A word should be said about the method used in collecting and editing the documents. First, with the exception of those from the colonial period, the arrangement is chronological. Since the Catholic missions of the three European powers that sent out colonies from the sixteenth through the eighteenth centuries are usually treated as separate units, it seemed best to break the chronology in this earlier section and list the entries under the headings of Spain, France, and England. It was also thought preferable to put two or more items on a single person together under the date of the first document rather than to separate them. Most of the material was naturally taken from sources in English, but for that written in foreign languages standard translations were used whenever they were available. In a few cases, however, translations were made either by the editor himself or were supplied to him through the kindness of friends. In the main the documents are printed just as they appear in the original source, although in some instances minor changes have been made either to improve the translations from foreign sources or to insert punctuation in certain English documents in order to clarify the meaning. For each item a single source has been cited in the introductory note, although in some instances the same document may be found in several collections. The translations of papal bulls and encyclicals generally give the student a reference to the official collections of the Holy See where the original may be read in Latin. While reference has frequently been made in the introductory notes to pertinent books and periodicals, no effort has been made to add a formal bibliography with each document. Most of the better books in American Catholic history contain bibliographies, and for all the essential works published up to three years ago the editor's A Guide to American Catholic History (Milwaukee: 1959) will serve the purpose.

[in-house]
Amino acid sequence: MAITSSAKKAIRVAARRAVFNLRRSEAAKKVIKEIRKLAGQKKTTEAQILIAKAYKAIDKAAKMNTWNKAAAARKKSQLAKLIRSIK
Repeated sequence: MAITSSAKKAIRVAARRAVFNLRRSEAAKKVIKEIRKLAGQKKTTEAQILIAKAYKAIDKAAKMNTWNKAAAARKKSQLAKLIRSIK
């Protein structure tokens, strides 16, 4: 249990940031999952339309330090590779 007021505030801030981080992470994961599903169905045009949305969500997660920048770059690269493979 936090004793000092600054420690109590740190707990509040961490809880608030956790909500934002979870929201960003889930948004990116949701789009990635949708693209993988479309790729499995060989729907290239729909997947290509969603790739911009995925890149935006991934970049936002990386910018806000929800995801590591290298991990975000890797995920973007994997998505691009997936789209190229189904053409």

The editor is conscious of the fact that some readers may feel the need for more of a commentary than they will find in the introductory notes. An effort was made to supply the necessary background for a proper understanding of each document; nonetheless, a few over-all comments may help to clarify certain matters that recur in a number of the entries. This is especially true where the material touches on ecclesiastical points of a somewhat technical nature that are often not familiar to the lay reader.
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